Washington Position Statements
***Updated November 2023***
Hatcheries throughout Washington play a vital role in salmon and steelhead conservation and recovery efforts while also creating sustainable fishing opportunities. Hatchery review efforts illustrate the need for better management of state, federal and tribal hatchery programs to fulfill these important roles. CCA Washington supports efforts that will lead to increased hatchery production and/or survival, including increased funding and scientifically based hatchery reform.
Selective fisheries are designed to capture targeted species while minimizing impacts to non-target species. In mixed stock fisheries of the Pacific Northwest, harvest tools must be capable of live capture, sorting and unharmed release of fish. When properly implemented, selective fisheries play an important role in maintaining and increasing hatchery production while also creating sustainable and more predictable fisheries.
Due to the superior conservation, economic and social benefits, CCA Washington believes that recreational fisheries should be prioritized over non-tribal commercial salmon fisheries. In circumstances where recreational fisheries are unable to catch enough hatchery fish and the excess hatchery fish are a proven threat to wild fish recovery, CCA Washington supports the usage of weirs and/or live capture, mark selective commercial fisheries to harvest the excess hatchery fish.
Hatchery salmon should be utilized to enhance freshwater ecosystems. As part of the salmon life cycle, adult salmon die after spawning and their remains transfer essential and energy-rich marine nutrients to the environment. Wild salmon adult returns have decreased significantly in many freshwater systems raising the need to reverse this nutrient loss. In the absence of abundant wild spawning fish, distribution of hatchery salmon carcasses provides these valuable marine nutrients to the ecosystem. Independent scientific reviews confirm the positive ecological benefits of distributing hatchery salmon carcasses in freshwater tributaries. Fisheries managers should prioritize available carcasses to be used as nutrient enhancement.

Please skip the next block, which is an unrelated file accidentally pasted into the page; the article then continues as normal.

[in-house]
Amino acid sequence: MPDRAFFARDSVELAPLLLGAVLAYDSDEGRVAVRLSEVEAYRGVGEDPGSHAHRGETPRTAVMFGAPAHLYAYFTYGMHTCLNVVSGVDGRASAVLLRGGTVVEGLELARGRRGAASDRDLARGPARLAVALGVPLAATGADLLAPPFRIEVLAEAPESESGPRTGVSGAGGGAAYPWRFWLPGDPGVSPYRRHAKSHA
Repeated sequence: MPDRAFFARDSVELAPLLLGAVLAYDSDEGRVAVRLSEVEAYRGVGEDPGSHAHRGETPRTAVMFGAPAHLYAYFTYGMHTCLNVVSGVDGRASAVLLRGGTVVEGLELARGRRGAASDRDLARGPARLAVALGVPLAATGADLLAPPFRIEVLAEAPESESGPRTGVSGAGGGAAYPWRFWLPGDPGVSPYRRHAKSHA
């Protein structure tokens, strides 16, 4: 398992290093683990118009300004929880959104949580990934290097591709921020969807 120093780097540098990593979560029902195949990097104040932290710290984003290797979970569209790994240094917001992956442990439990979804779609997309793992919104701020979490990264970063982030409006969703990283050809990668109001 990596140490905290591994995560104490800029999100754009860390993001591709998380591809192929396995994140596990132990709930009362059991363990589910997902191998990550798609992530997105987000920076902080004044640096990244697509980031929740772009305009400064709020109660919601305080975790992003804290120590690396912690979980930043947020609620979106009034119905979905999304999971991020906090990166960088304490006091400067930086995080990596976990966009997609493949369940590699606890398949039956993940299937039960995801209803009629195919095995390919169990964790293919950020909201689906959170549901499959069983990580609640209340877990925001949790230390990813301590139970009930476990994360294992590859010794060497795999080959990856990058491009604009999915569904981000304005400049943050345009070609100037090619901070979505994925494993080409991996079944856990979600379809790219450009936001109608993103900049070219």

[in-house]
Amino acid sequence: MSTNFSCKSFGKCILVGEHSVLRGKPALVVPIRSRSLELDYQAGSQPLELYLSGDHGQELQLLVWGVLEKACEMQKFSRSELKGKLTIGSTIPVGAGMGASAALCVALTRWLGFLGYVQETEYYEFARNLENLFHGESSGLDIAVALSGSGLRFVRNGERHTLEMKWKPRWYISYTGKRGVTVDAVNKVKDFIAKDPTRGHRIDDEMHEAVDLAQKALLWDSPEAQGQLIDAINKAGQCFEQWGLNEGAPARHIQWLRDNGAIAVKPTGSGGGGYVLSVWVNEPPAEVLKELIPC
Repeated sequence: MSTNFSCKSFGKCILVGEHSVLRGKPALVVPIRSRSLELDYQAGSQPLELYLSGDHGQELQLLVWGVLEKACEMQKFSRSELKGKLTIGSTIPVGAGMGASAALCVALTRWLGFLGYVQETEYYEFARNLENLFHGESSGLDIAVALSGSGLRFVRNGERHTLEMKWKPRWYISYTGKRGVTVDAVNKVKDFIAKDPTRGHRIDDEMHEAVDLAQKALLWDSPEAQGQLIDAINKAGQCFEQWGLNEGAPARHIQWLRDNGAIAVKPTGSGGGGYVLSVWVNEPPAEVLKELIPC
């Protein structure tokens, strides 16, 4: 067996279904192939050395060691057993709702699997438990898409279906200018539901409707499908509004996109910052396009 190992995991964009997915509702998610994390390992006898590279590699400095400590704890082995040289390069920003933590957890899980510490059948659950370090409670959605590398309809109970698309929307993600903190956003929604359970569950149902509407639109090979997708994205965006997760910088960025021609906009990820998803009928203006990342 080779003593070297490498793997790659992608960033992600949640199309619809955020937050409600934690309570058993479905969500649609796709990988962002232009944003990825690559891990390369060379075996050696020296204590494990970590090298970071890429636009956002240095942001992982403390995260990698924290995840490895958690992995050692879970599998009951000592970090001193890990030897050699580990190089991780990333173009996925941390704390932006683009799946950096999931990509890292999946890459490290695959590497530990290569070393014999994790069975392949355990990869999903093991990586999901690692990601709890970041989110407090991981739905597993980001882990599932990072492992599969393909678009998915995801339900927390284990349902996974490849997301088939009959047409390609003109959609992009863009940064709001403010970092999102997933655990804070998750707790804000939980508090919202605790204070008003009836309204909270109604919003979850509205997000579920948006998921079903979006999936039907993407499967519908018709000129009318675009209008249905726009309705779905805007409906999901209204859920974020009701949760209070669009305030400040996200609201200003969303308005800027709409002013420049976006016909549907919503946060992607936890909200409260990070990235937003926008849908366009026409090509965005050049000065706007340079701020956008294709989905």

Catch Monitoring and Evaluation
CCA Washington supports catch monitoring and evaluation to identify and correct problems related to bycatch and overharvest. CCA Washington supports efforts to improve the accuracy of reporting and mortality assessments and to ensure accurate data is collected and analyzed by independent, third-party sources.
Derelict Fishing Gear
Thousands of derelict commercial fishing nets and crab pots litter our coastal and inland waters. Over their extended lives, this derelict gear kills thousands of fish, seabirds and other marine life. CCA Washington supports efforts to remove derelict gear, limit ongoing gear losses by mandating all commercial gear have proper identification, requiring the commercial industry to report lost gear, and to create and sustain a funding source to continue removal efforts.
Many predator populations have reached artificial and unnatural levels due to human actions and conflicting laws. CCA Washington supports science-based efforts to reduce the impacts of predation on adult and juvenile fish populations including salmon, steelhead and sturgeon in order to maintain healthy population levels for these species.
Wasteful fisheries and deteriorating habitat have severely impacted many populations of near shore marine fishes and many species of forage fish have been commercially overfished. CCA Washington supports conservative management of forage fish and believes that reform efforts should prioritize the forage fish’s essential ecological role as prey.
Healthy and functioning freshwater, estuarine and marine habitats are important elements in the life cycle of anadromous and marine fish. CCA Washington supports efforts to protect and preserve the ecological benefits of anadromous and marine fish habitat along with restoration actions focused on correcting the limiting factors that caused degradation.